Surfing in Okinawa is awesome! Okinawa prefecture is made up of 161 islands, of which only 44 are inhabited. The most southern island lies about 100km(62mi) from Taiwan. Although once an independent state, the Ryukyu Islands are now the most popular resort beach destination in Japan, thanks to the temperate climate and coral reefs located off the beaches. Okinawa lies in the middle of Typhoon Alley, sandwiched between the Pacific Ocean on its east side and the East China Sea on its west one. The waves here break very superficially on reefs and / or basalt rocks, which is why 90% of the spots are safer at medium-high tide. The prevalence of the breaks are covered by 2-4ft of water during high tide. There are only two sandy beachbreaks. The main spots are crowded, but some breaks are always empty. Most of the outer reefs and islands are still unexplored-. The north side is less crowded and it is home to several spots: Ko-Chan , also known as Hudo Point, is a better summer right with E swells and S-SE winds. The take-off is steep, but the wave then becomes softer. Despite its remote location, Aha Port suffers from crowding as it is one of the busiest spots at low tide. The more adventurous can head to Ikei Island, stay in the Big Time Hotel and here they can expect the right conditions. The reefs overlooking the hotel enjoy large swells. If the swell increases, the west side of Ikei produces excellent rights but you will have to be careful to sea urchins and strong currents. Another island worth visiting, 1h by ferry from Bateh Harbor, is Kudaka , which has a very long left pointbreak, right next to a seawall and a small marine island. Normally here you will find many separate sections, but when these are combined with the larger NE swells, the wave becomes a real beauty! If you can, stop here all day: the “soba” house is one of the best places for a hot meal. Suicide Cliffs is the most constant summer spot, thanks to its proximity to Naha, but it is also the busiest. This place is very wild and the access to the water is made difficult by the very slippery rocks. This place has to be avoided if the swell is above 4ft and winds blow from Northeast.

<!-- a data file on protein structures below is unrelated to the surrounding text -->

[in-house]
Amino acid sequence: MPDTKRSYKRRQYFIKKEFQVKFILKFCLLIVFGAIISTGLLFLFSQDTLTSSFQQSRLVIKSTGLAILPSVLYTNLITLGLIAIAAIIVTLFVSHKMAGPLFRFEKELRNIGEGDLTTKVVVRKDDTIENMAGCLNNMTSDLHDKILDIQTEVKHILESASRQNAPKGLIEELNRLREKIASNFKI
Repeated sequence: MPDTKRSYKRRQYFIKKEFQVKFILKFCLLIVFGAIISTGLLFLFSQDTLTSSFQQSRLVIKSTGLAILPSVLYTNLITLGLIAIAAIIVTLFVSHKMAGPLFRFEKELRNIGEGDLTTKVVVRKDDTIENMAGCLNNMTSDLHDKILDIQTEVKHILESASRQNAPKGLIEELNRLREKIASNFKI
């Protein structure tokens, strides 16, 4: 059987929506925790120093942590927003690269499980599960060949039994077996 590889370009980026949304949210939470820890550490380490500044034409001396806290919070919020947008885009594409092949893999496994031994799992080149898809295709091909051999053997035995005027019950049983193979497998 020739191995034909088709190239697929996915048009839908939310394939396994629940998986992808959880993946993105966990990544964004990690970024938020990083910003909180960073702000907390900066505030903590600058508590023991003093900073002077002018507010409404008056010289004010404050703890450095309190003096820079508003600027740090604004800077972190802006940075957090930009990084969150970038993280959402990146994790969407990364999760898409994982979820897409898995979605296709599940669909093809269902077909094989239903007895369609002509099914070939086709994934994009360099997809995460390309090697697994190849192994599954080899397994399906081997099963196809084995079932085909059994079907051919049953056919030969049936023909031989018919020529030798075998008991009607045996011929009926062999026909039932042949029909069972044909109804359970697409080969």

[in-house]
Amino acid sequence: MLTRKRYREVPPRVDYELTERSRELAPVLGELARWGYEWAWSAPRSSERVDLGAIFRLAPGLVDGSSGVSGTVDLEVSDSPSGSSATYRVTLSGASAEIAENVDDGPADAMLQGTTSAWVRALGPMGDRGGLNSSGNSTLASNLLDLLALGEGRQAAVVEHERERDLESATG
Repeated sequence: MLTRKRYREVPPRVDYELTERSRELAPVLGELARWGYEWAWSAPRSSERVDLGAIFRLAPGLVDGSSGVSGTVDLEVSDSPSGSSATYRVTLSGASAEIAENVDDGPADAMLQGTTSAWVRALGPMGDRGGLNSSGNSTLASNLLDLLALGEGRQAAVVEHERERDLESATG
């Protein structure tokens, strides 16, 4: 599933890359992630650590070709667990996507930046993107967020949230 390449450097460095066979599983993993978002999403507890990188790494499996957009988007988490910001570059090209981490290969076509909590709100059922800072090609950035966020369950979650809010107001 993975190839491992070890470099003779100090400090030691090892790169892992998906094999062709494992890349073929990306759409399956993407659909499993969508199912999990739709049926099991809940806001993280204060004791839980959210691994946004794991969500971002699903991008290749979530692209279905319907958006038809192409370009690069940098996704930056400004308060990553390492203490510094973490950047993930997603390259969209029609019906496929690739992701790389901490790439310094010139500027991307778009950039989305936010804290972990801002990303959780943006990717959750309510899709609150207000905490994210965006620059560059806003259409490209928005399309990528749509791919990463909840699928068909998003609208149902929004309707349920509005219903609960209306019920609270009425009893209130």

Walk further south to Castles , a much less crowded spot that offers a left point with two long sections. The west side has a number of spots and a population density such that even the winter breaks of Aja or Bowls become crowded. Unfortunately the quality reefs, to work better, rely on the combination of poor windswells from the north and winds from the southeast, which are very rare. Bowls can give amazing a-frames. Without doubt, Sunabe Seawall is the main surfing spot as it is home to many reefbreaks such as the long lefts of Typhoon Break, the rights of Hotels, and the short peaks of 5-Rocks, etc. Further north, Turtles can produce giant lefts, (perhaps among the largest waves ridden in Okinawa) but it is known for the strong currents that have sometimes dragged surfers to the seawall. Kamikaze bodyboarders have to go towards Cape Zanpa to ride one of three Mainside breaks. Here you will find tubing rights but the external reef is definitely the most radical and consistent wave on the island. Also check out Meada which offers excellent conditions for fishing and diving. The spot closest to Nago City is Buma , with left and right pointbreaks, but it isn’t so constant.
Tariff per person, starting from:
|Departure||Kumoji-So Hostel||Apa Hotel & Resort|
|From 1 January 2020 to 31 December 2020||€ 236||€ 689|